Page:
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Controversial cardinal speaks in Ottawa

By Deborah Gyapong
Canadian Catholic News


OTTAWA (CCN) — Cardinal Raymond Burke arrived in Ottawa June 2 to speak at NET Canada’s (National Evangelization Teams) 20th anniversary gala June 4 with little controversy until he arrived.

On June 3, the Cardinal Patron of the Sovereign Order of Malta, and until late last year the highest-ranking American cardinal in the Roman Curia, attended Question Period. When House Speaker Andrew Scheer acknowledged the cardinal’s presence in the gallery, members of Parliament on both sides of the House rose to give him a standing ovation.

Later that day, however, NDP MP Pierre Dionne LaBelle (Rivière-du-Nord, Que.), the Official Opposition National Revenue critic, told the Speaker: “I feel like my privileges as a parliamentarian have been breached.”

“During Question Period, we were introduced to Cardinal Raymond Burke, who is known for spreading homophobia and for his anti-gay campaigns,” said LaBelle. “I deeply regret that the House was not informed of the situation and that we applauded such a person.”

The visit was also protested by Rev. Andre Samson, a professor at the University of Ottawa, who described the cardinal as a “clown” on Twitter, and sent an email to Radio Canada that was read on air. In it, Samson said as a gay man and Ottawa priest he was upset by the visit. He wrongly blamed Catholic Christian Outreach for inviting him. He said resistance to the pope had regrouped around this operatic cardinal who likes to “disguise himself as a drag queen.”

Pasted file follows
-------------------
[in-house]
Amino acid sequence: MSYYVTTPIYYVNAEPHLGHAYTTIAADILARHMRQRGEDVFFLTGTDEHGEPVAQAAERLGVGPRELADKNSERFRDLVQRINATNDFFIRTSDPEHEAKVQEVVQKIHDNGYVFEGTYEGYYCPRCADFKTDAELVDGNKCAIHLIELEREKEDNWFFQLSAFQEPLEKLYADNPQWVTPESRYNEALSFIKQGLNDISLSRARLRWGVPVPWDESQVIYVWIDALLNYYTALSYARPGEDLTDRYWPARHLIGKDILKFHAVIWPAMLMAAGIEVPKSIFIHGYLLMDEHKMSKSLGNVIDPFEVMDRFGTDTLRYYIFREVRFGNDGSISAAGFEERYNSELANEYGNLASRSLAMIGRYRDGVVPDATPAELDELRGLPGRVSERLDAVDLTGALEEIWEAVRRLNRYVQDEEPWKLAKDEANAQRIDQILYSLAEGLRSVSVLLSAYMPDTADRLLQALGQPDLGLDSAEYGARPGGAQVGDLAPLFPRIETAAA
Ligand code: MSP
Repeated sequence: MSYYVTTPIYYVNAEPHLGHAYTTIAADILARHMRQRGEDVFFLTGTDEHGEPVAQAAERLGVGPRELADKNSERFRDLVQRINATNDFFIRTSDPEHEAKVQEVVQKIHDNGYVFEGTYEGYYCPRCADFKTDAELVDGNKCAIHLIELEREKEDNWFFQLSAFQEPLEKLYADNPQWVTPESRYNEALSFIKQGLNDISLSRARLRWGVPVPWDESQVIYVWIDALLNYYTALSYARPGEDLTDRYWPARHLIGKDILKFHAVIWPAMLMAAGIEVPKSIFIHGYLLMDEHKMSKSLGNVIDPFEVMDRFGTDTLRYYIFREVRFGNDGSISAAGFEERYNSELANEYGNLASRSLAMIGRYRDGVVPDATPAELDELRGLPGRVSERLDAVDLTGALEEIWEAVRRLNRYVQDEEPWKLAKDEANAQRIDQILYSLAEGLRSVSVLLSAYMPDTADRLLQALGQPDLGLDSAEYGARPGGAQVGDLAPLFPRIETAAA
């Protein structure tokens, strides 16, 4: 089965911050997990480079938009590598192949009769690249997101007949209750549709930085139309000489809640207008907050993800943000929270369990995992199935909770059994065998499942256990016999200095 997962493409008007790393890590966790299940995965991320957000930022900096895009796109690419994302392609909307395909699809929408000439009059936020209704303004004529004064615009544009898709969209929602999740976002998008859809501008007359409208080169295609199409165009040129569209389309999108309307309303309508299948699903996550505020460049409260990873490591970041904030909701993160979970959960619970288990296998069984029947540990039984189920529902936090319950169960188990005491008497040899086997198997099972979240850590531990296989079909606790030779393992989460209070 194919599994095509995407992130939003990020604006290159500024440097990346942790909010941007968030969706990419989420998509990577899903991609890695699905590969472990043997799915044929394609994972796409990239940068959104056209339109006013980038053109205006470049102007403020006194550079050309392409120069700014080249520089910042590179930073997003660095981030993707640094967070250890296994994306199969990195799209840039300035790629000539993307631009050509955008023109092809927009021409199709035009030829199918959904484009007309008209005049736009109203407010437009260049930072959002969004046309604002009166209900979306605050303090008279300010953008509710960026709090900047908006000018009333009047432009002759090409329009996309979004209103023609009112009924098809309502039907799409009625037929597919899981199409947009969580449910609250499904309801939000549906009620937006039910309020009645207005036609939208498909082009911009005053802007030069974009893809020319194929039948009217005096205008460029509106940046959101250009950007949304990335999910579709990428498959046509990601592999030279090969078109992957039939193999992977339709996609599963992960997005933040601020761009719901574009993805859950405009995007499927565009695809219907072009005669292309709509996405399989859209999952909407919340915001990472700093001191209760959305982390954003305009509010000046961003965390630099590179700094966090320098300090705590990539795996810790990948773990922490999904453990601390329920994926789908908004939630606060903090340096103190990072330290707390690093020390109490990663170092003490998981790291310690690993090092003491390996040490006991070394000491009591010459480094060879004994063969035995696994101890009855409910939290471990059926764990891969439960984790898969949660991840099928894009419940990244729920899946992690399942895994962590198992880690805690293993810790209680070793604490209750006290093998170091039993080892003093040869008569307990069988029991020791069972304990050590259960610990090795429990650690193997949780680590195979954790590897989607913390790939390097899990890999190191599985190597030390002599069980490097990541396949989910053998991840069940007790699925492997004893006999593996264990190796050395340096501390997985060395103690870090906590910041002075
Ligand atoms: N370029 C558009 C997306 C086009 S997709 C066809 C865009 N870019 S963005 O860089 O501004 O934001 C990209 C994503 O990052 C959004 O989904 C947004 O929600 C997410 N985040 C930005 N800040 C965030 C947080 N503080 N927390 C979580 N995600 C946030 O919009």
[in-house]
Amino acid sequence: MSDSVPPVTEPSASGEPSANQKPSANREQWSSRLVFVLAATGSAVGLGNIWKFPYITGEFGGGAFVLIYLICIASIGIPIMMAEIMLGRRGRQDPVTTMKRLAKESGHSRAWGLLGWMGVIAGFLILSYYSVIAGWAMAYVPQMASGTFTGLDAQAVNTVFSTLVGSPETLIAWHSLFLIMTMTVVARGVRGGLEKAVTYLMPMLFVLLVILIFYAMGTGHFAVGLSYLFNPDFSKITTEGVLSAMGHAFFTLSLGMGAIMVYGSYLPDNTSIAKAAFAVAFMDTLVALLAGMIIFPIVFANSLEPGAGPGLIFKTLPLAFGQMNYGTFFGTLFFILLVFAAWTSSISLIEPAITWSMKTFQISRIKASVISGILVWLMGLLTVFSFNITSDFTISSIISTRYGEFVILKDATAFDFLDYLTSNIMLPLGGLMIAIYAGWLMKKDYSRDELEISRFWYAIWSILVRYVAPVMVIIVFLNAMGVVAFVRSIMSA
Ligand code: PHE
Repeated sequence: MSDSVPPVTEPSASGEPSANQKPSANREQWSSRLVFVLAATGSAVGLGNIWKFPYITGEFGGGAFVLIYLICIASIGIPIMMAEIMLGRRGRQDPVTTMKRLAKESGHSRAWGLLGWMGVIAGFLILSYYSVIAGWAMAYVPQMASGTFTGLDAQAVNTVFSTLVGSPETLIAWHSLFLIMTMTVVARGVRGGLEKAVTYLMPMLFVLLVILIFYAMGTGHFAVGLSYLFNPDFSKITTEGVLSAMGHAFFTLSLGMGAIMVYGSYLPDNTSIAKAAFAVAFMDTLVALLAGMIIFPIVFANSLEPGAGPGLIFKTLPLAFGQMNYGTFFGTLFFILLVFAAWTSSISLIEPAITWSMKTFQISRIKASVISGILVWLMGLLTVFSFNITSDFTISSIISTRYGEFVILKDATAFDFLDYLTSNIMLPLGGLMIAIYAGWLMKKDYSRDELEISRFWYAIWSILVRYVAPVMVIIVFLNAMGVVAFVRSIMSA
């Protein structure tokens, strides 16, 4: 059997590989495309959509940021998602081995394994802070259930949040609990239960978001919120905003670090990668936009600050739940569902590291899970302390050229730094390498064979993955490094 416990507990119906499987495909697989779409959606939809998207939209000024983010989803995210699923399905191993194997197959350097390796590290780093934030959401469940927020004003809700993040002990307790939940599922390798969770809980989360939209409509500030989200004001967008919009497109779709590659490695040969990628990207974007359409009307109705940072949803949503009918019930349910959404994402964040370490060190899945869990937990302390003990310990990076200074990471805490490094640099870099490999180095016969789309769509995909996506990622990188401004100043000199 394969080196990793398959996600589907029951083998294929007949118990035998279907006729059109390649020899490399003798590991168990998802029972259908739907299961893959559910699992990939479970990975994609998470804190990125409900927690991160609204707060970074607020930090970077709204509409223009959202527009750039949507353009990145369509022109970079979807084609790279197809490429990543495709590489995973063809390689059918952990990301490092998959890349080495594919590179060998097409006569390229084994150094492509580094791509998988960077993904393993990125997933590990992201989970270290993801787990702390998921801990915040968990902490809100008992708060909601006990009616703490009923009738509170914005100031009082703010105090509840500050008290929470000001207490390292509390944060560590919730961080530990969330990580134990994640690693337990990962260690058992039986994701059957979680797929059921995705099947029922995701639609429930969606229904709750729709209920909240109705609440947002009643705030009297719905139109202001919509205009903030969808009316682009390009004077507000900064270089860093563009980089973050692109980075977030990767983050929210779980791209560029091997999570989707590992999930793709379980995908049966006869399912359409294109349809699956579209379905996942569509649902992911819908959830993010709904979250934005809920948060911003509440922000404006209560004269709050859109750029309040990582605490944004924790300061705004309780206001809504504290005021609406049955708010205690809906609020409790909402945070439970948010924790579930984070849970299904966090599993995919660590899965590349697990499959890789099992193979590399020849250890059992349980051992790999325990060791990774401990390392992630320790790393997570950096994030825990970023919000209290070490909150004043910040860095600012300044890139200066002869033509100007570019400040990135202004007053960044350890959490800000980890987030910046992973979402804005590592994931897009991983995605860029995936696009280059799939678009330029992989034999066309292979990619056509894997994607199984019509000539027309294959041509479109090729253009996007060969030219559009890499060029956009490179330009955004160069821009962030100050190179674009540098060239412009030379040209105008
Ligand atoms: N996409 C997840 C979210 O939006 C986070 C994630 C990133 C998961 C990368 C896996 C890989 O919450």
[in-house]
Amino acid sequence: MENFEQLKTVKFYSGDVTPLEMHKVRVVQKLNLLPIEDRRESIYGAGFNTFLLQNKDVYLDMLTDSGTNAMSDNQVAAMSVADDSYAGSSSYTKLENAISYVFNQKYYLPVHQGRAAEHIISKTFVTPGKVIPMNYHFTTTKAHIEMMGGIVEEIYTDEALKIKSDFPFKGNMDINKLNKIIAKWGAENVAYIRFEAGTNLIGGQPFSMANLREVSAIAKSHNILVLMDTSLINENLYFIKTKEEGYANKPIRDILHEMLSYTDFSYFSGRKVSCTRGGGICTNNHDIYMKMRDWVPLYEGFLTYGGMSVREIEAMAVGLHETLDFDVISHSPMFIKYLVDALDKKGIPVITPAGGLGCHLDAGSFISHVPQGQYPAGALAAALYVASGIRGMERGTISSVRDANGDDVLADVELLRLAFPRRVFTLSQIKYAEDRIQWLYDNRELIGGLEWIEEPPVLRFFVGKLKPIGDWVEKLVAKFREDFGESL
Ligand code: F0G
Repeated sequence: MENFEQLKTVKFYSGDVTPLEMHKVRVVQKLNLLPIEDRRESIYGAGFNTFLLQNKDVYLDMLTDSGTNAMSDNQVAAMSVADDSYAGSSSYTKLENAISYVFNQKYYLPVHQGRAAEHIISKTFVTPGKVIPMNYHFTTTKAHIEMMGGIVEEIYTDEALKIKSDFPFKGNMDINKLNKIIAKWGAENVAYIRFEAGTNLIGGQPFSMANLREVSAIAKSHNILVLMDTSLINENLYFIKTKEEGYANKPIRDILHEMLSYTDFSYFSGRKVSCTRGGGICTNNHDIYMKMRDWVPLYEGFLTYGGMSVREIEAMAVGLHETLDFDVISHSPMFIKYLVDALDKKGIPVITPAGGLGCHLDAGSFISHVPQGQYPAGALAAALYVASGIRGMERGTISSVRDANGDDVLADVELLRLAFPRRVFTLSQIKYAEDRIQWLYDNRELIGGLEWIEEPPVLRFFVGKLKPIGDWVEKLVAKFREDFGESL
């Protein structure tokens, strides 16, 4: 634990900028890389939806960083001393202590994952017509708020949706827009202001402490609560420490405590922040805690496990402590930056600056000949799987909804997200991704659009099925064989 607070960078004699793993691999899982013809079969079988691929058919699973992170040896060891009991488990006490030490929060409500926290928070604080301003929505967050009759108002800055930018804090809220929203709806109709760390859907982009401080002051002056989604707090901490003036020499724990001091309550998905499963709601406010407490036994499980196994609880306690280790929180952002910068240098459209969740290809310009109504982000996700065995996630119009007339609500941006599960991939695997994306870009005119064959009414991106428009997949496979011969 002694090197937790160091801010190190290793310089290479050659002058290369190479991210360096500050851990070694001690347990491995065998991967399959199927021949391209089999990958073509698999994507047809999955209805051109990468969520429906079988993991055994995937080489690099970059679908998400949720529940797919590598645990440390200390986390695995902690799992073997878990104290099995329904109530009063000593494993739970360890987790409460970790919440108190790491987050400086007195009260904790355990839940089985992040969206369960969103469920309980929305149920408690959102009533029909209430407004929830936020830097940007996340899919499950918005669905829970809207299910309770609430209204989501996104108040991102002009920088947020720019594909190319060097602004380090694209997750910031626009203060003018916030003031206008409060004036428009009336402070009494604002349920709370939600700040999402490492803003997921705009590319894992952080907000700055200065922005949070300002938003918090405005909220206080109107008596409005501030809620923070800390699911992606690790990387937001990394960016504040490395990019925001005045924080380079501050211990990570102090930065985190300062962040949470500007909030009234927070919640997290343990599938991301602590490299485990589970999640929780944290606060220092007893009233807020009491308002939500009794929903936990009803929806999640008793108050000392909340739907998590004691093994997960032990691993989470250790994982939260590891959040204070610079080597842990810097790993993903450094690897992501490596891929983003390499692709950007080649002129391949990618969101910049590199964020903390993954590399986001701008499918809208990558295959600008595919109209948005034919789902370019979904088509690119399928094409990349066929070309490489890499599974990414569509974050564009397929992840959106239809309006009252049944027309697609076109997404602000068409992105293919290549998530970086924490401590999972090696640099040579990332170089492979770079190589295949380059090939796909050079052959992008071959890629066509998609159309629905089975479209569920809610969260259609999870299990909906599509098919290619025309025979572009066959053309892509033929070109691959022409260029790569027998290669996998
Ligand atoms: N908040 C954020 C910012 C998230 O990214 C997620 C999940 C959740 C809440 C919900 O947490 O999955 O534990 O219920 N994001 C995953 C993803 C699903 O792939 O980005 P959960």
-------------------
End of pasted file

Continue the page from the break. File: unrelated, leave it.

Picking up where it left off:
Burke has often been criticized for his liturgical dress because from time to time he celebrates the traditional Latin mass, wearing lace and traditional vestments, including the cappa magna. This is the metres-long red cape meant to signify the willingness of a cardinal to shed his blood for Christ and the church.

During last October’s extraordinary synod on the family, Burke emerged as the most outspoken opponent of the synod’s midterm relatio — an interim report on the discussion — that news media painted as a pastoral “earthquake” because of its welcoming language toward homosexuals and homosexual unions. The synod fathers eviscerated the relatio in their working groups, and the final document bore little resemblance to it.

Burke has faced criticism for opposing Pope Francis and for saying after the synod there was “a strong sense the church is like a ship without a rudder.”

Burke has repeatedly denied he is against the pope, pointing out the Holy Father has said nothing against church teachings.

At a mass at Notre Dame Cathedral June 4, to honour NET Canada’s work in evangelizing high school age young people, the cardinal described the culture facing today’s youth as “truly terrifying.”

Today’s culture is “deeply marked by violence and death,” and is “hostile to human life itself and to its cradle in the family, formed by the marriage of a man and a woman,” he said. “Many in fact despair of the situation and no longer confront the great evil with the truth and love of Christ.”

“In such a terrifying situation the members of NET bring Christ to our youth and bring our youth to Christ, who alone is our salvation so that they can be free to love God and their neighbour with all their heart, soul, mind and strength,” he said.

Burke has long courted controversy. As archbishop of St. Louis, the canon law scholar was known for insisting Catholic politicians who publicly support abortion be denied communion, according to section 915 of Canon Law.

In 2008, Pope Benedict XVI brought him to Rome to head the Apostolic Signatura, the Holy See’s Supreme Court and made him a cardinal in 2010. Pope Francis removed him as prefect late last year, naming him to head the Order of Malta, a move seen as a demotion.

The invitation for Burke to speak at the 20th anniversary celebration of NET Canada went out almost three years ago through Rev. Vincent Pereira, the Ottawa archdiocese’s judicial vicar who had studied for his doctorate under then Msgr. Burke in Rome about two decades ago.

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